In the early stages of addressing this challenge, you will most likely have a wide variety of troubling thoughts. There is no need to hammer yourself about this, it would be very unusual if it didn’t happen. The good news is that for most alcoholics who quit drinking, these bothersome thoughts fade over time. It is my belief, and experience in my study group, that by using this program, you can expedite this fading process.
We will be identifying some of the more typical thought patterns experienced by alcoholics, so you will recognize them if they pop up. Rather than spending an inordinate amount of time examining these feelings, which I believe is detrimental, just know that as your journey progresses these will fade. In the next step, we will examine specific strategies to deal with these situations.
The Permanence Issue
What I’m referring to here is the fear of quitting drinking ‘forever’ or ‘permanently.’ The strategy that we will implement in step 4 will basically be breaking this down into manageable pieces. For right now you should know that the permanence issue tends to be an overwhelming one, especially at first, for a majority of problem drinkers who quit drinking. The advantage you now have is that you have identified this situation and will soon be designing specific strategies to deal with it.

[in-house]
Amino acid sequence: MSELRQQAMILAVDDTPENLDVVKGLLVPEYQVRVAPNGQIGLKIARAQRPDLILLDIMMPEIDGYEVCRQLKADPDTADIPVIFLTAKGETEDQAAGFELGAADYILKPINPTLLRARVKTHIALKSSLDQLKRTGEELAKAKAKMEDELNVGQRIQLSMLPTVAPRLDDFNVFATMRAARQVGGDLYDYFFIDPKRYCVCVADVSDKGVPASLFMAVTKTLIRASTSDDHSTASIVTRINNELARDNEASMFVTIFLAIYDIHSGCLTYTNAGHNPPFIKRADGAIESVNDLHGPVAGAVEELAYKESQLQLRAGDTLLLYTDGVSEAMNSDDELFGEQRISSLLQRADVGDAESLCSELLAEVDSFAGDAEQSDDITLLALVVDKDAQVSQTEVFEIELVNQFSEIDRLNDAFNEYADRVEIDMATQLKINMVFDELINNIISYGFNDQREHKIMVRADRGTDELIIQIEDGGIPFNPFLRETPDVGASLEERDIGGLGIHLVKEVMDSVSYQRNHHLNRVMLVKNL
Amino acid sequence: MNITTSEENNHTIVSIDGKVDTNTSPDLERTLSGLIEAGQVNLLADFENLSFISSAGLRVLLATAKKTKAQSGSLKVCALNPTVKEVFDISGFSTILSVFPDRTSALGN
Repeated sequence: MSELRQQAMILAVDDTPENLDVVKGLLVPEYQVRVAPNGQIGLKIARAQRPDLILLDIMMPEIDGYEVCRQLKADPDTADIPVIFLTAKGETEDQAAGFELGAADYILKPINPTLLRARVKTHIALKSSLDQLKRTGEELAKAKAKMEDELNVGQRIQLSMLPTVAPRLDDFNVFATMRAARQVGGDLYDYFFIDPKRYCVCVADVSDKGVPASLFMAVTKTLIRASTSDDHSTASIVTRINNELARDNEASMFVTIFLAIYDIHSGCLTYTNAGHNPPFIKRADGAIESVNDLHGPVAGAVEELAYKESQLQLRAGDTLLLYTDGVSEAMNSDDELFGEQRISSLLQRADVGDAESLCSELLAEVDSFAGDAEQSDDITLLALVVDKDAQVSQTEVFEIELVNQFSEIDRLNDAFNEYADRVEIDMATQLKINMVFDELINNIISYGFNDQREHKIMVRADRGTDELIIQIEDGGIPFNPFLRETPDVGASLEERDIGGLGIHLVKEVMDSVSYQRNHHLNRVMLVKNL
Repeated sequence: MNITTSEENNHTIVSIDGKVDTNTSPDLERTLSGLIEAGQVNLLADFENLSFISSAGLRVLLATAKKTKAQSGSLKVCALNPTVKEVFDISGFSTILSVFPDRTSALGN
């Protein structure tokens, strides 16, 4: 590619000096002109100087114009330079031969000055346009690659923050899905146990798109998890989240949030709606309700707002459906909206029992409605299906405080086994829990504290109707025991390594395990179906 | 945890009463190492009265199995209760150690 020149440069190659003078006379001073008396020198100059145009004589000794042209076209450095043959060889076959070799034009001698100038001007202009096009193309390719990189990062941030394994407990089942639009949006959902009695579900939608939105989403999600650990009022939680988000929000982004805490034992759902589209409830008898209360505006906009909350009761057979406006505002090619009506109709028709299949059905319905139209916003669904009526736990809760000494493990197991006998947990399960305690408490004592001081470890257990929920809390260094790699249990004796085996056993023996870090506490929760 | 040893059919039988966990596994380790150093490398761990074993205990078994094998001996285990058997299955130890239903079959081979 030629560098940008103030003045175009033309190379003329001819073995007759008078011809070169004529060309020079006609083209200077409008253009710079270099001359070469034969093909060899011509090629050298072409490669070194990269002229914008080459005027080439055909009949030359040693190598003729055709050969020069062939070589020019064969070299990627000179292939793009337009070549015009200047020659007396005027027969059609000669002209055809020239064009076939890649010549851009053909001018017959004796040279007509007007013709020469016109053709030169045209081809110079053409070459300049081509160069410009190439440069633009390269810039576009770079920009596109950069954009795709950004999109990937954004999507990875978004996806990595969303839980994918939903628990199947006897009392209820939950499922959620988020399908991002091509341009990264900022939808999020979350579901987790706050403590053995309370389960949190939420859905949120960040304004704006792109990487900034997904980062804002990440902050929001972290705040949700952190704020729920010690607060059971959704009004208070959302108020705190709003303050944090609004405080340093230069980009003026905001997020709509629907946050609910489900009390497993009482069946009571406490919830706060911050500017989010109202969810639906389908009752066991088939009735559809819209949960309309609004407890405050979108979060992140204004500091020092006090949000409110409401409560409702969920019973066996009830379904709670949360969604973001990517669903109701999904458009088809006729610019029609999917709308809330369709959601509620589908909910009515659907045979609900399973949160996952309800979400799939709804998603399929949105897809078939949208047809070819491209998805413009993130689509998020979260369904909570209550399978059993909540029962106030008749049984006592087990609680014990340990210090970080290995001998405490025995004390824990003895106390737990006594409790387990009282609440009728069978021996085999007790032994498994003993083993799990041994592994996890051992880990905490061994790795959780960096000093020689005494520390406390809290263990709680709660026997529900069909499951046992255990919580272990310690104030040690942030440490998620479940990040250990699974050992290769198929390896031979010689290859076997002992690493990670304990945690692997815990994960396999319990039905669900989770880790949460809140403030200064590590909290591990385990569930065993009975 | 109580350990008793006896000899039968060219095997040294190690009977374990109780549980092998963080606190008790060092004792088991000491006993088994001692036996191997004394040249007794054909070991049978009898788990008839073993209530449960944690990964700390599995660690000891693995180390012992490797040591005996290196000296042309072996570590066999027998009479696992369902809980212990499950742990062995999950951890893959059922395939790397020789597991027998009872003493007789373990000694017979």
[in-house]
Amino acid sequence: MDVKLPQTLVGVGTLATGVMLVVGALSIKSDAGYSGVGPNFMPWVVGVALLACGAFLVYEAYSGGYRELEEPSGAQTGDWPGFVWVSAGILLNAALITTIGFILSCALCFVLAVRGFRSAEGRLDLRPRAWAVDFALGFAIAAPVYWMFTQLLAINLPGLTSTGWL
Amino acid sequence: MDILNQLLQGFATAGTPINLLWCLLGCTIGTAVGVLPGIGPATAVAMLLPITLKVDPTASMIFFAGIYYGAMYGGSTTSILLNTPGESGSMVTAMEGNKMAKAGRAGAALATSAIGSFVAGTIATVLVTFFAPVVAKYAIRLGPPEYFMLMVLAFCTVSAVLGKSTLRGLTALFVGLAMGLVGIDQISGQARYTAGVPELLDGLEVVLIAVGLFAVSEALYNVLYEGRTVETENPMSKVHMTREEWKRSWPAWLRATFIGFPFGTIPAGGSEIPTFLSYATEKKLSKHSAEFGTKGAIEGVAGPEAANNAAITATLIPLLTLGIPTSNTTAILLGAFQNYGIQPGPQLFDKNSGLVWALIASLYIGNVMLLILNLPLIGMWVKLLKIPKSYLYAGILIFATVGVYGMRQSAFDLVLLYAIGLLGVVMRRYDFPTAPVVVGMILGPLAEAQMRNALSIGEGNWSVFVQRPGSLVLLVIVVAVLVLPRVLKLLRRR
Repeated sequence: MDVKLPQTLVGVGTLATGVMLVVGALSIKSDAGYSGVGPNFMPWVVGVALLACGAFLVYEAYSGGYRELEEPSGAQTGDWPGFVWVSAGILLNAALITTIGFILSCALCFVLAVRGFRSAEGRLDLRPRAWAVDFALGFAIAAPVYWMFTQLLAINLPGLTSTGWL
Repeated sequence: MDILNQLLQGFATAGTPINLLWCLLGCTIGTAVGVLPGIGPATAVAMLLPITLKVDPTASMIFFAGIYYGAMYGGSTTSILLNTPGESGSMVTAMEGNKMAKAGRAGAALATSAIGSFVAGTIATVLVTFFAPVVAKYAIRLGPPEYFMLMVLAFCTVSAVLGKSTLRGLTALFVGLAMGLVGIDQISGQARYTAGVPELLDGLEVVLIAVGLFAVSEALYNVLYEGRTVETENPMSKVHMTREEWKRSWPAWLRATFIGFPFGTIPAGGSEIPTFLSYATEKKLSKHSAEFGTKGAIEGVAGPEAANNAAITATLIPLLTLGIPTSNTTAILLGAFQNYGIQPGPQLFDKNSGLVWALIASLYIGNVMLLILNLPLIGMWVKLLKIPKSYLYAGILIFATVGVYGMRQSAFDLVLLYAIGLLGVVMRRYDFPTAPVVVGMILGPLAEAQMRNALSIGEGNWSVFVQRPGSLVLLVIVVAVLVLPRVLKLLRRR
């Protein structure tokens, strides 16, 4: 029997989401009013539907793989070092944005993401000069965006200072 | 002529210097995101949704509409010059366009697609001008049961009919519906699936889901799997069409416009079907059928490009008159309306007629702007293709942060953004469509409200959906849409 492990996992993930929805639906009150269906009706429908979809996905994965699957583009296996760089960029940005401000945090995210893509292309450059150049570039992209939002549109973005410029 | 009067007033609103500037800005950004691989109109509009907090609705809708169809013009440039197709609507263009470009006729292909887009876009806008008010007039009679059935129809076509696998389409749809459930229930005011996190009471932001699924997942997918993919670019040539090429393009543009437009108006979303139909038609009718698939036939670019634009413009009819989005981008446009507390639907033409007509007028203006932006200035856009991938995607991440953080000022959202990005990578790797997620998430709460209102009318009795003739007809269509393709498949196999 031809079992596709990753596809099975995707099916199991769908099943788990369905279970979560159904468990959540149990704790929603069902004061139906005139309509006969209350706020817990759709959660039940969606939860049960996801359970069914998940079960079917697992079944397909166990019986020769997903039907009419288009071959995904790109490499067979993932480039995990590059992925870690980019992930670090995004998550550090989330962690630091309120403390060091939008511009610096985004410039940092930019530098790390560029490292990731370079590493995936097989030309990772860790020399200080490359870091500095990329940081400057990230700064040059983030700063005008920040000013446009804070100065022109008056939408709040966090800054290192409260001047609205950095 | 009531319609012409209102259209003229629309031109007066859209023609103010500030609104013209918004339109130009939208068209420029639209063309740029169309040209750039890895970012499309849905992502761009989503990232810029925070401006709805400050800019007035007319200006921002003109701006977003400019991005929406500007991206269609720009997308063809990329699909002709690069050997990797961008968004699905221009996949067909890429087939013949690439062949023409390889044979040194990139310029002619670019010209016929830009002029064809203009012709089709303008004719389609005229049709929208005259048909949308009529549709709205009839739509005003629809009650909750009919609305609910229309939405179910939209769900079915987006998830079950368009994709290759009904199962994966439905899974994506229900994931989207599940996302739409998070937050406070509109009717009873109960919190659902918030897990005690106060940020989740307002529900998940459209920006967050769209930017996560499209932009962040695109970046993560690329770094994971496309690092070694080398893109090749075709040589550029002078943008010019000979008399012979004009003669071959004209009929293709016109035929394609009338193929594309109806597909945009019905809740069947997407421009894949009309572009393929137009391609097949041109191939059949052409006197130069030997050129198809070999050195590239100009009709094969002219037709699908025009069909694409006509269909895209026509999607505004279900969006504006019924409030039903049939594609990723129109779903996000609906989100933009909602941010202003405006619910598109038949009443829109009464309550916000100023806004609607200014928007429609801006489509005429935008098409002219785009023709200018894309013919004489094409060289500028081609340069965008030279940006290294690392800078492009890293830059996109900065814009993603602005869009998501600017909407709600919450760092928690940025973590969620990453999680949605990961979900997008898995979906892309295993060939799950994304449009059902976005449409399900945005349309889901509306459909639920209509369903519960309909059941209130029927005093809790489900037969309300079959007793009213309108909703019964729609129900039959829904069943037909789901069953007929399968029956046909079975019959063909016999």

Loss of Friends
The fear of losing friends as a result of quitting drinking is exaggerated. Some friends will change, that’s true, but the whole process is far less troubling than it first appears.
Inability to Party
The fear that you won’t be able to function normally in a party atmosphere. You will probably be making some adjustments in your social calendar at first. The amount of time needed before one feels comfortable in a party atmosphere is different for each person, but I think you will be surprised how quickly this can happen.
Concern about Scorn
A general concern of scorn from a variety of people including coworkers, family members, and friends. Again, this differs for everyone. The consistent theme here is that across the board, your fears in the early going tend to be exaggerated. Many of the things that seem monumental now won’t even be a part of your thought process soon.
Fear and Shame
Overwhelming fear that you can’t do this and shame that you have to are typical at the onset. Know this going in. Don’t let it be your main focus. It’s just the result of deeply entrenched habitual thought patterns. Learn to see these thought patterns as “things” that are not at all representative of who you are.
Not something you’ll be concerned with at first, but watch for it as your sobriety progresses. When you first start to feel that you really will be able to abstain from drinking, you may start to feel invincible. Not a bad thing, unless you find yourself shunning friends who have always been there to support you. It’s OK to feel great about your accomplishment, but not at the expense of present relationships.
Lots of fear to deal with initially in relation to many situations. You have identified that and will be designing strategies specifically for it, rather than being caught off guard by it. Your most worrisome fears will be fading soon.
You are now ready to begin designing your new life in Step 4.